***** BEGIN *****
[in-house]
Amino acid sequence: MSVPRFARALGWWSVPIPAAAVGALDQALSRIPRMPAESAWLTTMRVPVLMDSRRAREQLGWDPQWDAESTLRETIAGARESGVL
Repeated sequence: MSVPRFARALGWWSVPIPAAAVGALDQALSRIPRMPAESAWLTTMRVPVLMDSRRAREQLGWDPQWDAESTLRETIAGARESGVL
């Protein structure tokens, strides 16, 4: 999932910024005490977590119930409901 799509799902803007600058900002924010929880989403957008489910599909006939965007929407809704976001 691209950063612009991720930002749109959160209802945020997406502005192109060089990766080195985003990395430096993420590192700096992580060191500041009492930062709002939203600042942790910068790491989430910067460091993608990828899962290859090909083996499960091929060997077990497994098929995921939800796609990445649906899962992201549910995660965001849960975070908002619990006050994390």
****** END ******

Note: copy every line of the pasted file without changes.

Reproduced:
[in-house]
Amino acid sequence: MSVPRFARALGWWSVPIPAAAVGALDQALSRIPRMPAESAWLTTMRVPVLMDSRRAREQLGWDPQWDAESTLRETIAGARESGVL
Repeated sequence: MSVPRFARALGWWSVPIPAAAVGALDQALSRIPRMPAESAWLTTMRVPVLMDSRRAREQLGWDPQWDAESTLRETIAGARESGVL
């Protein structure tokens, strides 16, 4: 999932910024005490977590119930409901 799509799902803007600058900002924010929880989403957008489910599909006939965007929407809704976001 691209950063612009991720930002749109959160209802945020997406502005192109060089990766080195985003990395430096993420590192700096992580060191500041009492930062709002939203600042942790910068790491989430910067460091993608990828899962290859090909083996499960091929060997077990497994098929995921939800796609990445649906899962992201549910995660965001849960975070908002619990006050994390």